First, the economic consensus and the various institutional centres of weight do not coincide. It is obvious, although not yet shown, that clusters of individuals will also be scattered all over this figure. There is reason to think that these various forms of disjoint may grow.

Second, consider the following reproduction of the figure. Blue areas represent political patterns which are normally thought of as being “right”, pink areas as those thought of as being “left”. On this basis, the whole of old Europe and the whole of the US drop into the core value version of 'left' and 'right', respectively. "Business" and "Europe" have no point where core values overlap. “Anxious” US opinion is as far as it is possible to get from “new” Europe. And so forth.

Readers may feel that this is an artefact of the way in which the chart has been drawn. If so, they should try to re-draw the chart to their satisfaction. Doing so in any other way is hard to achieve. It is instructive to place individual countries (or political parties) on this chart. Try France, for example, or Britain.

Here, then, is something rather important. The fundamental structures which define Left and Right are not the same in Europe, the US and probably elsewhere. Politics are played out in a circumscribed area which feels as though it spans policy possibilities, but which does not do so. At least one reason why politics feel gutless is that politicians and pollsters have been so effective in reading the public mind that the resulting ‘Hotelling’ process has removed all options from the agenda. We are left with medium dry, flavourless cider always aimed to please the middle ground and actively offend nobody.

Where is this going? The US has its “homeland” brake, and the driver of education and practical experience. These pull in rather different directions. The centre of weight in the US is, however, moving to the left of the diagram, whatever its travels in the vertical dimension. Administrations will be valued for their ability to tune the grand system to deliver smooth and shock-free performance. Trust in individuals and their ability to create opportunities and new options is unlikely to be lessened in the US.

The European dimension is very different. New Europe is likely to learn from the US lesson, and also to take active note of the lack of alternatives in a world in which standards of excellence in economic performance are converging. Old Europe – and particularly the nations with welfare, demographic and budgetary problems, such as France, Germany and Italy – are much more likely to seek a comforting, protected heartland. On this basis, the European enterprise has an extremely difficult set of hurdles to jump if it is to remain anything but a customs union. By no means do the values of Old Europe translate to the new members, to Britain or Ireland. The Scandinavian countries are currently recoiling from the Old heartland values, but not recoiling very hard.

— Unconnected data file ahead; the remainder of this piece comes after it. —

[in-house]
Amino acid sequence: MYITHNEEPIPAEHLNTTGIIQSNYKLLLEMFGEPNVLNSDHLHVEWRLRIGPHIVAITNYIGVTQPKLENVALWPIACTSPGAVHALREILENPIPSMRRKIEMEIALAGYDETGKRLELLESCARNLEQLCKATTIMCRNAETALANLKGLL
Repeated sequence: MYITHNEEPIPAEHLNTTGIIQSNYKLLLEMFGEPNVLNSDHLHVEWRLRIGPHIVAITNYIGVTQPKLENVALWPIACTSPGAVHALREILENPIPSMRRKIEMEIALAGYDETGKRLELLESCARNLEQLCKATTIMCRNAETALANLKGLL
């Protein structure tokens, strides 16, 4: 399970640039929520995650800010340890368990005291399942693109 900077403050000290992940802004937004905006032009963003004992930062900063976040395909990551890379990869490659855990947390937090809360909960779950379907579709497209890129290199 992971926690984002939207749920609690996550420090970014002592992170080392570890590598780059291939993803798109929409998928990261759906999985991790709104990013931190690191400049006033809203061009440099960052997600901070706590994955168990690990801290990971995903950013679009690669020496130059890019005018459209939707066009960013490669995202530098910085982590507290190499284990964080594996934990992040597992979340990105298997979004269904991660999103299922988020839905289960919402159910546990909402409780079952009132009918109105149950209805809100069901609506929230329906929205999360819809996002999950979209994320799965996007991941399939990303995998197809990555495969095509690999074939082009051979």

Fundamentally, whilst European nations share some very bad historical experiences, and value social infrastructure above competitive excellence, they share less and less in common as the attractions of other alternative value models prove themselves. It is for the politicians of Europe to create a coherent heartland, or admit to the current fact that what pleases France cannot be directly transplanted to younger nations, or to other nations. If this proves to be so, and if a coherent heartland cannot be created, then the nature of the European enterprise has to be set within powerful political and aspirational limits.

Summary the second: what’s left, what’s right?

Representative democracies need formalism if they are to work, and the one which we have adopted is that of the executive and chamber or chambers of representatives, founded on a system of party-based elections. This worked well in an age of extremes of wealth, poor transport and low standards of general education. It works less well today and, for a wide range of reasons, will work worse in any future in which we retain it.

Nevertheless, parties are hardy perennials; and if they are weeds, they are also gardeners. It is for parties alone to change or eradicate a party-based system, which is hard to envisage outside of a major crisis. We may be stuck with a weakening system until some brave small country shows us the way to something new.

If we are to have parties, then we will be fixed on one of three ways in which political brands can be distinguished for each other in educated, informed societies.

The first of these is around substantive policy differences, either those of style (markets versus intervention, for example) or substance. Differences of substance are likely to be small, comprising shifts in an existing portfolio of spending rather than anything sharply new.